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Follow our progress as beekeepers, running the nursery, creating our own bee-haven and conducting research into the best plants for bees

Early spring flowers: how much good do they do for bees?

Snowdrops and winter aconite

Snowdrops and winter aconite

I am very unsure about the value- to bees - of very early flowering plants: all the standard advice is that its vital to have some plants in flower right through the winter, in case any bees pop out and need a meal. However, bees are generally quite smart and stay in their nests/hives except when its a mild sunny day with temperatures above 10 degrees.  How many of those do we get in January-February time?; not many. In fact, so far this year (written 8th February) I have only counted 3 and the forecast is now very cold for the rest of this month. I am trying to keep a record and observe what visits the flowers that are out now because I really do not know if they are providing bees with much value at all.

What bees might be out?:

* unlikely to be solitary bees as they will not emerge from thier incubation cells untill later in spring.

* honey bees will venture out on mild days but mainly to 'relieve themselves' and have a look around. If there's some pollen or nectar they will be glad of it but they should have enough stored in the hive to last them through to warmer days. If they dont, then it probably means that their beekeeper took too much honey and didnt feed them enough candy as a substitute.

* Bumble bees? Normally only the queens survive the winter and they are sometimes seen out on mild days. They keep very few stores and so the effort of emerging from thier nest may require some food to give them a boost, if only so they can keep warm enough to get home again.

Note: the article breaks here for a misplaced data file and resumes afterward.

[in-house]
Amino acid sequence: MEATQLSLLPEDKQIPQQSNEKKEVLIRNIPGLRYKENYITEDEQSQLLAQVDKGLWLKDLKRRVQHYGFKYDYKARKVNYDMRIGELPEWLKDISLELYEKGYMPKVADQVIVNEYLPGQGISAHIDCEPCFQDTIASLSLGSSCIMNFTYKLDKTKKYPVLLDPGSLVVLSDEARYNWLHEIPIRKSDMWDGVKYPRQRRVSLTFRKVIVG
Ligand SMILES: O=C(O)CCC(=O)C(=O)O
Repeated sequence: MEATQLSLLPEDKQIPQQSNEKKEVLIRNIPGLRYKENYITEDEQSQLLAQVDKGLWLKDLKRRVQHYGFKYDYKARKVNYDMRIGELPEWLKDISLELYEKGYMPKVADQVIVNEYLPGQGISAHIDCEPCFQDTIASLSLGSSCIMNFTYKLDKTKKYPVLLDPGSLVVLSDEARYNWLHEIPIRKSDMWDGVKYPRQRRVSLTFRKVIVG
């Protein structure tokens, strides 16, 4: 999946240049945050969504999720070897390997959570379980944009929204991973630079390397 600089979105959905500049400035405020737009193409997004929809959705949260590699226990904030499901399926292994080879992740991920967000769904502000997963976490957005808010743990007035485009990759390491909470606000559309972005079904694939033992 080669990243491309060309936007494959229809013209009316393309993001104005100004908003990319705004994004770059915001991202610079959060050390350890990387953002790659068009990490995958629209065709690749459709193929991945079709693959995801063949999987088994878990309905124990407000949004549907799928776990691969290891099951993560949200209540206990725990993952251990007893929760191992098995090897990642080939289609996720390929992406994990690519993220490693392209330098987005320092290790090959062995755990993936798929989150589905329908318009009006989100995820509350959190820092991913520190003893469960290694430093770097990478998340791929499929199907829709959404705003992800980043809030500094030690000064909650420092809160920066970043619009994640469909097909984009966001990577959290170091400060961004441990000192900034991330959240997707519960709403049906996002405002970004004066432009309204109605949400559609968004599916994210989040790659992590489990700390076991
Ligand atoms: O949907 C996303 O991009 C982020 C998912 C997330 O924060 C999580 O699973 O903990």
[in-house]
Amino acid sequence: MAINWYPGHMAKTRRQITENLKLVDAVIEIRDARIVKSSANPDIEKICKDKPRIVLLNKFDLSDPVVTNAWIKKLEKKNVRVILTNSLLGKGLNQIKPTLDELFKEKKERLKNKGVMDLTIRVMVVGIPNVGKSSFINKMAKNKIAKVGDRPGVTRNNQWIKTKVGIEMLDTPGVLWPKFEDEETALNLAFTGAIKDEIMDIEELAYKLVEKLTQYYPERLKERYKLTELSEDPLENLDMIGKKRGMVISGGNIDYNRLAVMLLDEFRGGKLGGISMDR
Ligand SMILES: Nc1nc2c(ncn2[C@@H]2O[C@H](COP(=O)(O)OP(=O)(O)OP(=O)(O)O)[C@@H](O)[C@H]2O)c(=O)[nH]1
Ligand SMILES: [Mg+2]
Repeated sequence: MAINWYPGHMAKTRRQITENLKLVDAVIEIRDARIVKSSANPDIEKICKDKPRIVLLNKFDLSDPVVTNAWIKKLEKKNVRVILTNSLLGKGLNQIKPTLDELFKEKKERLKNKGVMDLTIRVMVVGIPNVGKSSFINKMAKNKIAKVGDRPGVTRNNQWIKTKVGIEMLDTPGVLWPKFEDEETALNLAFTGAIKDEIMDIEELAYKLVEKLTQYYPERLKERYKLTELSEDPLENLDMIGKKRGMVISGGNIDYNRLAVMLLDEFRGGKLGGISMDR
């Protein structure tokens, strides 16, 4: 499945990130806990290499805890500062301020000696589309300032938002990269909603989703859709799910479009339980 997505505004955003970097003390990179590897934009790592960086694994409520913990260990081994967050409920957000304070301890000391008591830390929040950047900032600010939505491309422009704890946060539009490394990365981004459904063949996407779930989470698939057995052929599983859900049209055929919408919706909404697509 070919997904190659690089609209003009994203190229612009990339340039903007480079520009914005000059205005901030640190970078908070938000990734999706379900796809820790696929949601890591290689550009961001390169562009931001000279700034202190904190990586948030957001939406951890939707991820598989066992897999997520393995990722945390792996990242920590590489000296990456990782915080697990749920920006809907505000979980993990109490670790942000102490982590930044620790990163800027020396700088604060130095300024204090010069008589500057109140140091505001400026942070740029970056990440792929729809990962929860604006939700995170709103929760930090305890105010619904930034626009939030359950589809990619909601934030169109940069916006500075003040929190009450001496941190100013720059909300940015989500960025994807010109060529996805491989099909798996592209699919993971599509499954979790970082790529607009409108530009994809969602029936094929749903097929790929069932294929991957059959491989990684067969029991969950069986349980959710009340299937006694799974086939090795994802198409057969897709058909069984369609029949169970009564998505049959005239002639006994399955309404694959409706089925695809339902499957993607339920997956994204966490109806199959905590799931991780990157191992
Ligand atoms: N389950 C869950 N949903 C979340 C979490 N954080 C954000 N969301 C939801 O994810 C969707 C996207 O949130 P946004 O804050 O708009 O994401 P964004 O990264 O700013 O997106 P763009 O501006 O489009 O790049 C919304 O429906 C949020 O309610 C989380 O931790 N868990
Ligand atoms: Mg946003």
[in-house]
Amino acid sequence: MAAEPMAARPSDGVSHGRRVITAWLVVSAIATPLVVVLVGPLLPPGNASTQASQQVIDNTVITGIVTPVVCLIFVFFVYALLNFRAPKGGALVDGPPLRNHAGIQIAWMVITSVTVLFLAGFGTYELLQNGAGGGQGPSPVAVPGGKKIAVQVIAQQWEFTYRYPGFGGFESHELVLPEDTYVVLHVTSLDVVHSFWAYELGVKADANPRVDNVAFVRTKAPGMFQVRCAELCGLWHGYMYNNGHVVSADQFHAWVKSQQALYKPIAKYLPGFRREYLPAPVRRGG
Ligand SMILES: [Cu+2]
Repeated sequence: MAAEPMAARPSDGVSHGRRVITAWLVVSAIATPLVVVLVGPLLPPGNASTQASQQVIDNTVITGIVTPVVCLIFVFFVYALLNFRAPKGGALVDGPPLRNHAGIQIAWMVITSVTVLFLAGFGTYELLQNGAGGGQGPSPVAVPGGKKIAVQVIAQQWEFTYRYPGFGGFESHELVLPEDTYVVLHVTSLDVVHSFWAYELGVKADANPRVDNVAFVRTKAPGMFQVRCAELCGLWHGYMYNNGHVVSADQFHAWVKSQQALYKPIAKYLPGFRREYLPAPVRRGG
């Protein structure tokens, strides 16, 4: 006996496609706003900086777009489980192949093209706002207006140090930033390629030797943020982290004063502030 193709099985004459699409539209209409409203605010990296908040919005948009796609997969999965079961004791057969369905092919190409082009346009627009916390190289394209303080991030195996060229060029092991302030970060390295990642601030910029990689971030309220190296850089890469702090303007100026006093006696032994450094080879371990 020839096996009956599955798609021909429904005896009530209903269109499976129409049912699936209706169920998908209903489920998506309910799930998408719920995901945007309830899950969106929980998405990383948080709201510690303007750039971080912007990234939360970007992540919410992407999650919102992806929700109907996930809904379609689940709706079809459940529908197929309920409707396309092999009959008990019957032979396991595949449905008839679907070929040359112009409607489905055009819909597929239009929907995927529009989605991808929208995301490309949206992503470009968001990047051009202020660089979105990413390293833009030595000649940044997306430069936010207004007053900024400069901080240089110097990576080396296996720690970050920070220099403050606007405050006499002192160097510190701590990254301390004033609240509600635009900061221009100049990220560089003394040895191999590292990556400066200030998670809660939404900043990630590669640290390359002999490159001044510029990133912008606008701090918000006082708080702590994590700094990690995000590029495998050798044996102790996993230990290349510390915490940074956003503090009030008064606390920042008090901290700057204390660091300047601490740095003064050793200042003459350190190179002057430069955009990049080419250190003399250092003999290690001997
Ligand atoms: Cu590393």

From the plants perspective, if they choose to flower in January or February, they are doing so mostly because they are woodland plants that rely on flowering before the leaves form above them blocking the light. This also means that they beat the rush to complete for pollinators later in the year. However, many of our early flowers are bulbs such as snowdrops and winter aconites and crocuses are from more southernly locations such as the Alps, Caucuses or Peloponese where the spring warmth will come more quickly and so there would be more pollinators around.

Clearly, these plants thrive throughout the UK but thier propogation is mostly reliant on bulbs dividing or rhyzomes forming. Having said that pollination must take place to some extent because new forms do evolve.  Its amazing to think that the opportunities for that pollination may only be 2-3 days each year.

I think that we love our winter flowers as they symbolise the first signs of spring and that is reason enough to grow them. However, bees have been making it through winters for a long time and its not thier winter food supply that man has been systematically eliminating with mordern agricultural methods. If you want to provide early food for bees, plant some of the early native flowering hedgerow plants that have been severly depleted such as wild plum, blackthorn or hazel. All of these provide the natural early bee-foods and a are quickly followed by all the fruit trees; apple, pear, plum, cherry etc. all fantastic to add to any site.

I will keep making my observations and hope to have an update later

honey bee on winter aconite

honey bee on winter aconite